EXIM Bank on Public-Private Risk Sharing
Export-Import Bank of the United States (EXIM) President and Chairman Kimberly Reed, made six promises to senators during her confirmation process, one of which was to “increase protections for U.S. taxpayers.”
And today, EXIM can announce that it has taken a big step toward this goal – thanks to the reinsurance industry.
EXIM operates like an insurer in that it aims to reduce financial risk. It does this mainly through three programs designed to supplement the private sector:
- Medium and long-term financing for foreign purchasers of U.S. goods – mostly conducted through an EXIM-backed guarantee for a bank or other financial institution;
- Short-term working capital for U.S. exporters – also conducted through an EXIM-backed guarantee to a bank or other financial institution; and
- Short-term insurance products that protect U.S. exporters against the risk of foreign non-payment of receivables.
EXIM has Congressional authorization to carry up to $135 billion on its books, making the bank an important tool in the U.S. government’s trade toolbox.
In 2018, EXIM launched a $1 billion pilot program with the intent to reinsure some of its risk with private capital.
EXIM tends to carry most of its risk in its medium and long-term programs, which range from 1 to 18 years. These are larger projects, such as transactions of high-cost capital equipment, multi-year services contracts, infrastructure projects (roads, bridges, ports, etc…), and new technologies, like the rollout of 5G.” And they require significant due diligence and underwriting – much the same as one would expect to see in the banking sector. But the typical EXIM project would not be underwritten by private lenders due to risk concerns – the agency is built to fill financing gaps. EXIM’s team members are experts in evaluating political risk and use data available to them from across the U.S. government to do so.
In her first year on the job, beginning in May 2019, Chairman Reed prioritized expanding this pilot program, and in February 2020, EXIM issued a Request for Quotation for advisory services related to a program expansion. EXIM received strong interest from brokers and banking institutions and ended up selecting the leading global professional services firm Aon as its broker partner.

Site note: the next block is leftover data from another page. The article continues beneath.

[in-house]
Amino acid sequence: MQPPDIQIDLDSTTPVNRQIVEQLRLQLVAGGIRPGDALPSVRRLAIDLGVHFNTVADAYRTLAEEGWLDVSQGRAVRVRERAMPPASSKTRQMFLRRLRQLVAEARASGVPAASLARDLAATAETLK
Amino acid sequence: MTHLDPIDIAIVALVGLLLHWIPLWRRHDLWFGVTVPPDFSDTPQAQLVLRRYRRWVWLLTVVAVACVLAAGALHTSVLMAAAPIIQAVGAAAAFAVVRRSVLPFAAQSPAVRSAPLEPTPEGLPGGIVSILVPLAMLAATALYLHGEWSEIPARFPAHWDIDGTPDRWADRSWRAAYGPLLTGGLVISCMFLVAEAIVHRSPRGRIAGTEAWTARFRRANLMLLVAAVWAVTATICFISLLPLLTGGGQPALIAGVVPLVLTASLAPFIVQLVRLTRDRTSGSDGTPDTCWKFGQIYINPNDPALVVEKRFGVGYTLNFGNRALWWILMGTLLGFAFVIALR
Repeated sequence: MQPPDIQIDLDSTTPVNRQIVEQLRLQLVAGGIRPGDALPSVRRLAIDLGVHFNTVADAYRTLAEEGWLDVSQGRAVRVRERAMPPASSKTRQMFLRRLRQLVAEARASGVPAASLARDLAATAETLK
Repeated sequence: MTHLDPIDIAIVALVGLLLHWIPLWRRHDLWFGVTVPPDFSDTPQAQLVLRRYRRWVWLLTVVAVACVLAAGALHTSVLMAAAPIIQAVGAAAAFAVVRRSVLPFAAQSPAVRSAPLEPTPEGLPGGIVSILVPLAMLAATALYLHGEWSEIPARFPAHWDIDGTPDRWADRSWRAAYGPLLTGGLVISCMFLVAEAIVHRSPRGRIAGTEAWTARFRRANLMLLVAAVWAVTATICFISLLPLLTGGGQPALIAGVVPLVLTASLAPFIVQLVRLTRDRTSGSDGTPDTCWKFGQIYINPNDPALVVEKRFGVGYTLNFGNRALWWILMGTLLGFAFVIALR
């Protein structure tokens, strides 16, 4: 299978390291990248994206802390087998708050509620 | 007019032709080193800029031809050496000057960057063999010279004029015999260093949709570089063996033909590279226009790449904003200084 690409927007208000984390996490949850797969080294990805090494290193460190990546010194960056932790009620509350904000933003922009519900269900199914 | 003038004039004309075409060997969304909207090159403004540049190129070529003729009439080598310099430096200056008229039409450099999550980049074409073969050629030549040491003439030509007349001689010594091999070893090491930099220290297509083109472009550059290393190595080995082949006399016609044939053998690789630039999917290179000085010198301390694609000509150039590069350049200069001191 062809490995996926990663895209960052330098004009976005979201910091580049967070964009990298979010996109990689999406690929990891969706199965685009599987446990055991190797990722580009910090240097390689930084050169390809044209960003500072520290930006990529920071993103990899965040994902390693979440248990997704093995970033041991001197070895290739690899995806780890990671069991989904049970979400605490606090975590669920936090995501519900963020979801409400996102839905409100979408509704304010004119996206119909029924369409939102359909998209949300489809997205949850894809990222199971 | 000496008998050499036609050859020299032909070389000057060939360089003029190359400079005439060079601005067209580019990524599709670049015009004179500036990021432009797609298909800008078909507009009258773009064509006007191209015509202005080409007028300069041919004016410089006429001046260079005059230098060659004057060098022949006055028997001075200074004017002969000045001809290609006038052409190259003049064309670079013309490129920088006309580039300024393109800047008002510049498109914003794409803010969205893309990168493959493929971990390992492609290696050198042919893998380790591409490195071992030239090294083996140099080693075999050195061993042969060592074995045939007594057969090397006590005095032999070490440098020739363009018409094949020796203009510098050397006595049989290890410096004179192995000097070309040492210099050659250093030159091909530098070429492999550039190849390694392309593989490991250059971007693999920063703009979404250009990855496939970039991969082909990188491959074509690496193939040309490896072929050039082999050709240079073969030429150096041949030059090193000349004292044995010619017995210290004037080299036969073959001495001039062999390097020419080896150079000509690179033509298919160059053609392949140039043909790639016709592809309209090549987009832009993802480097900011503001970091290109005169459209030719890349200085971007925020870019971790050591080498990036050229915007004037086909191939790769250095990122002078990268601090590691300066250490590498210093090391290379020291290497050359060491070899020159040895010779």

“Aon is proud to partner with EXIM in its important work to help increase U.S. exports, grow American jobs while protecting U.S. taxpayers,” said Joe Monaghan, CEO of Aon’s Public Sector Partnership, an arm of Aon that works exclusively with government clients on innovative public-private solutions. “EXIM’s commitment to collaboration and innovation with the private sector is a great example of how thoughtful public-private partnerships can close the growing protection gap, build resilience, and drive improved outcomes for all stakeholders.”
This new contract will help EXIM develop a larger program at the exact time when the capital markets are yearning for opportunities. EXIM often plays a counter-cyclical role in the economy and COVID-19 has proven no different – EXIM has received a significant increase in interest in its products as the economy rebounds. EXIM says this new contract isn’t just a win for capital markets; it’s also a win for U.S. taxpayers.
EXIM is not the only agency primed for this kind of risk-sharing arrangement. For example, the National Flood Insurance Program also reinsures a portion of its risk and there are others considering the same. Agencies like the U.S. International Development Finance Corporation and the U.S. Small Business Administration, as well as elements within the U.S. Department of Agriculture’s Foreign Agricultural Service are ripe for this same kind of credit risk transfer.
Luke Lindberg is the former chief of staff and chief strategy officer of Export-Import Bank of the United States.